What is the difference between general and local anesthesia?


John Hopkins Medicine describes general anesthesia as affecting the entire body; it results in total unconsciousness. Local anesthesia only anesthetizes a portion of the body, such as a patient's foot or hand, and the patient remains awake throughout the procedure.

Local anesthesia is used for outpatient procedures where the surgical area is relatively small and the procedure time is short. The anesthetic agent only blocks the transmission of nerve impulses from the anesthetized area. WebMD states that local anesthetics are injected directly into the tissues surrounding the surgical site. When using local anesthesia, a patient is able to leave the physician's care almost immediately after the procedure.

According to WebMD, general anesthetics are usually administered intravenously, but some anesthetic agents are inhaled through a mask. General anesthesia affects many of the body's systems at once and suppresses functions such as heart rate, breathing and blood pressure. Since general anaesthesia has such a drastic effect on the body, it is reserved for procedures that are extremely painful, complicated and long in duration. Once the anaesthesiologist stops applying general anaesthesia, the patient requires monitoring. This is usually done in a recovery room, where the patient regains consciousness and is allowed to shake off the drowsy and confusing after-effects of general anaesthesia.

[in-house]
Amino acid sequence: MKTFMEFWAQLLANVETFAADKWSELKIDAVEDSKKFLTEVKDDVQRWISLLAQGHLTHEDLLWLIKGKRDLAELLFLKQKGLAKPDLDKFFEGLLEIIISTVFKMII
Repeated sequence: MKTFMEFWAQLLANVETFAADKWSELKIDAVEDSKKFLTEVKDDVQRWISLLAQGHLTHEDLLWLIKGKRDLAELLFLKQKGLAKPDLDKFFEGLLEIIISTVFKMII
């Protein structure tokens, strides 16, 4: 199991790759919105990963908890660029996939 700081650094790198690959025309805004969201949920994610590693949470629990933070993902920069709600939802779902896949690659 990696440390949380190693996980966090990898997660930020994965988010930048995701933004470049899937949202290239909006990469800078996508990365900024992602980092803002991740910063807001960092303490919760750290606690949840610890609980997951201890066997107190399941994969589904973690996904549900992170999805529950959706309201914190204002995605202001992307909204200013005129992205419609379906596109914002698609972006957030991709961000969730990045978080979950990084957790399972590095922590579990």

Q&A Related to "What is the difference between general and local..."
Not medical advice. General anesthesia is recommended for extensive procedures. Local anesthesia is used to block pain in smaller areas of the body. report this answer. Updated on
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